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Chinese activists 996.ICU blast Tencent and NetEase for intense overtime policies

But some leaders have fired back, claiming workers who don't put in their 12-hours-a-day are unambitious
Chinese activists 996.ICU blast Tencent and NetEase for intense overtime policies
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A growing movement in China is challenging games and tech companies for their harsh overtime policies.

The 996.ICU movement is trying to take on what appears to be a growing trend of companies enforcing “unofficial” workdays of 9am to 9pm - a practice that risks employee health and can send workers to an intensive care unit, hence the name 996.ICU.

Chinese law states that employees on this kind of schedule are due 2.275-times their standard pay, but activists claim this is rarely enforced properly. An advocacy site lists further breaches in the law broken by 996 schedules.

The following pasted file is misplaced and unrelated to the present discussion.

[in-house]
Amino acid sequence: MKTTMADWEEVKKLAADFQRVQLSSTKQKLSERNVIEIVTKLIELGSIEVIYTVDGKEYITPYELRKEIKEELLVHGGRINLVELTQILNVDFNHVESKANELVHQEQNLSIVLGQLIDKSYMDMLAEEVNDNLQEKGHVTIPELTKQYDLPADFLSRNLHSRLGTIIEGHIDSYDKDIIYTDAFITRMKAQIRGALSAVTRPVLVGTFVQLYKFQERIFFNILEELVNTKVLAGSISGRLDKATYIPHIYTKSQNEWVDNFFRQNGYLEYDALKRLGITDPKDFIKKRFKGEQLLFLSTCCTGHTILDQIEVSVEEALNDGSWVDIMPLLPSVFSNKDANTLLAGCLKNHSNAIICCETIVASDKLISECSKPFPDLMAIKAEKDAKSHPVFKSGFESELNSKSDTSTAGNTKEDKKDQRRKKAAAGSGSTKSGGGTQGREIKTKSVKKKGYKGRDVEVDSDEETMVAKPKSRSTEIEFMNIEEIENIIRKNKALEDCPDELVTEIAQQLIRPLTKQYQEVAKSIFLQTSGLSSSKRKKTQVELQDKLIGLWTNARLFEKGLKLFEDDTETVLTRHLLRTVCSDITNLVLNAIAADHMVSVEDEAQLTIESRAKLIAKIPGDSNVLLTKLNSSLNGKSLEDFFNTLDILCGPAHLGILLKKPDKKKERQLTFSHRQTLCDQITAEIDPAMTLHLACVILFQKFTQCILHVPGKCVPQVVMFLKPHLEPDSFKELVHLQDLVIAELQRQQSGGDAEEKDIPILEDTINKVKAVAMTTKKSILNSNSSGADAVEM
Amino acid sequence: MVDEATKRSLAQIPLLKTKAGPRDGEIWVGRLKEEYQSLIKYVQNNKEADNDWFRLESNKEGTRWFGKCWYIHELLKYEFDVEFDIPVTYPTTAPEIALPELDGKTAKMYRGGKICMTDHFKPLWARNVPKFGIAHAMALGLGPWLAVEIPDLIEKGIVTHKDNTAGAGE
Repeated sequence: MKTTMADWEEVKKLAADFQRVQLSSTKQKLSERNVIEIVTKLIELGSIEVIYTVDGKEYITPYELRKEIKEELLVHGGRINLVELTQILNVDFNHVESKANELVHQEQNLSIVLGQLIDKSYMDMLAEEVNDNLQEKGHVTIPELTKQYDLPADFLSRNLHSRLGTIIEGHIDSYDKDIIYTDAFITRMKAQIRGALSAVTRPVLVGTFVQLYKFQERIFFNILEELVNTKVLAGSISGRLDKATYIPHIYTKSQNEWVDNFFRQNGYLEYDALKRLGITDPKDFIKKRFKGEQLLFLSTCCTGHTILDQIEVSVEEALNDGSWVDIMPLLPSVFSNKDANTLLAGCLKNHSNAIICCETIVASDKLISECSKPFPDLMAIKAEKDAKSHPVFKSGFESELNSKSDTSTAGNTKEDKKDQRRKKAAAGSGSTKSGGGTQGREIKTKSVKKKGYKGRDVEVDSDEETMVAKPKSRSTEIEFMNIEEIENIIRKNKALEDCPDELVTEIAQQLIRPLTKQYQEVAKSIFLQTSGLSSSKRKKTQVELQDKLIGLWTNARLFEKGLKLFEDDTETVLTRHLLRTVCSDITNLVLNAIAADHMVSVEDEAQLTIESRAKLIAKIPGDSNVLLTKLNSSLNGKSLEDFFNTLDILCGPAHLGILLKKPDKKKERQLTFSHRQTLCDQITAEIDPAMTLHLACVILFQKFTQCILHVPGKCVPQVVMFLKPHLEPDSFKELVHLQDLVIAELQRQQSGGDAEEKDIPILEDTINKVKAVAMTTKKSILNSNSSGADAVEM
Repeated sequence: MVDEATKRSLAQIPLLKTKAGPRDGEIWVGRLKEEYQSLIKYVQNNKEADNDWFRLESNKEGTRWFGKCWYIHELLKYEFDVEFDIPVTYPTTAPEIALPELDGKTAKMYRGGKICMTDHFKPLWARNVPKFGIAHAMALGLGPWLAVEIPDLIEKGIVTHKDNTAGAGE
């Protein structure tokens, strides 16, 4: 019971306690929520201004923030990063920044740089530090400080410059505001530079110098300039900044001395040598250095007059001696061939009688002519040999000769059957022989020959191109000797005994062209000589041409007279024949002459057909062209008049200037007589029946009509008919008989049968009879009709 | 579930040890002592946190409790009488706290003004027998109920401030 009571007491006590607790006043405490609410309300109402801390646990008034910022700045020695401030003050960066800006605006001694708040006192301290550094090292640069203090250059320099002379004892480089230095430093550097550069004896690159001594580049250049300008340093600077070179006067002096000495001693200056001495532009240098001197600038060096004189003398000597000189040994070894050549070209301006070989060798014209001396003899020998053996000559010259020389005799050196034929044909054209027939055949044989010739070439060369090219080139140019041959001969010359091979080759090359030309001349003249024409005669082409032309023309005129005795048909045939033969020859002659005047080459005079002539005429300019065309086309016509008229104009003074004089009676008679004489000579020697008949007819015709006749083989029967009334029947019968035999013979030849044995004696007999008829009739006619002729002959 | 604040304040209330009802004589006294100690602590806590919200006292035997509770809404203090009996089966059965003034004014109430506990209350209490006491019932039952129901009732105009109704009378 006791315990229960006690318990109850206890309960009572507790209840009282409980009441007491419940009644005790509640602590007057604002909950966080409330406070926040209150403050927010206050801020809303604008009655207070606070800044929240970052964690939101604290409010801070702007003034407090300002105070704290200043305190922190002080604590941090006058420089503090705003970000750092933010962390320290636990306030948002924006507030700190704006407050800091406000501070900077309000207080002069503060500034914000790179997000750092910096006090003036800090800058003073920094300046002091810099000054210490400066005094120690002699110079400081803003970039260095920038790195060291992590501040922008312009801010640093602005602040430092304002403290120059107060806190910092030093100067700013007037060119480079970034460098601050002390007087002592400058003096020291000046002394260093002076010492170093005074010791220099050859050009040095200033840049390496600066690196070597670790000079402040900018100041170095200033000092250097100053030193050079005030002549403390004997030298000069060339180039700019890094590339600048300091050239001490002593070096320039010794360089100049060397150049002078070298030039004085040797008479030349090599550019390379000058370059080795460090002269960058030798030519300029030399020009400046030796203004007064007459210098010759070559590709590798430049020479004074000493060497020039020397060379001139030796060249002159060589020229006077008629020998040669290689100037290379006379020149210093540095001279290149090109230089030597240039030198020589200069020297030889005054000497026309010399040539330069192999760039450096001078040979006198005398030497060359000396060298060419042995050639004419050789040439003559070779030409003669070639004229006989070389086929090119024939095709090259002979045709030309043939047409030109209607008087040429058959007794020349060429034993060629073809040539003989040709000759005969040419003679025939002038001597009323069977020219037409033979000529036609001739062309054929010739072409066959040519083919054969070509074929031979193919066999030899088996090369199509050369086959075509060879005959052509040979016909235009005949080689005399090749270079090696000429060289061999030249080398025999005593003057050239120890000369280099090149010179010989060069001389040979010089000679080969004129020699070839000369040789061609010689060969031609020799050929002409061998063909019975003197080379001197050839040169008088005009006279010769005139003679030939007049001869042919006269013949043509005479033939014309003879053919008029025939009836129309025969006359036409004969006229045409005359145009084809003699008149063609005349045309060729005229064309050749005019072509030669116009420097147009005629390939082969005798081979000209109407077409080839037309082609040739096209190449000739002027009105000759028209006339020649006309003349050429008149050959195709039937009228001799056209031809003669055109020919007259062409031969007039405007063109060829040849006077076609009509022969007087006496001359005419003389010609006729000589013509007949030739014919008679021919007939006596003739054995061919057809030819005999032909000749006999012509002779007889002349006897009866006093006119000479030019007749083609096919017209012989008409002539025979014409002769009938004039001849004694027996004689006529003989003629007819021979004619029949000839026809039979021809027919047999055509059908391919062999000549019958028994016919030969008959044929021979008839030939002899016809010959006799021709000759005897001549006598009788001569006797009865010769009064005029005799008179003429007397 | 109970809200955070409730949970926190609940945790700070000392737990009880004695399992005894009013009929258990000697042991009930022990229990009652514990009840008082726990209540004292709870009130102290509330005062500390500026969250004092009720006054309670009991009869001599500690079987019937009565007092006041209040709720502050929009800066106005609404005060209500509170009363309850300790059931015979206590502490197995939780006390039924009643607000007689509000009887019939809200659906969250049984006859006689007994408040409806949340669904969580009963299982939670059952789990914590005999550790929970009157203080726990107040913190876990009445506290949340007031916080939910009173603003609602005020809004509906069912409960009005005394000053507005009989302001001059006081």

The movement has set up a GitHub repo to log evidence of working conditions, with a blacklist of companies in violation including Tencent, NetEase and Alibaba among many others.


Alibaba in particular appears unapologetic for its use of lengthy workdays. CEO Jack Ma has been outspoken in his support of the practice, claiming employees who don’t work 12-hour days simply don’t want to succeed.

"I personally think that 996 is a huge blessing," said Ma on Weibo. "How do you achieve the success you want without paying extra effort and time?

"If we find things we like, 996 is not a problem."

The pushback against 996 joins an international movement against overtime in the games industry. Only yesterday, news broke that Fornite’s success was being earned through perpetual crunch that many claimed treated workers as disposable bodies.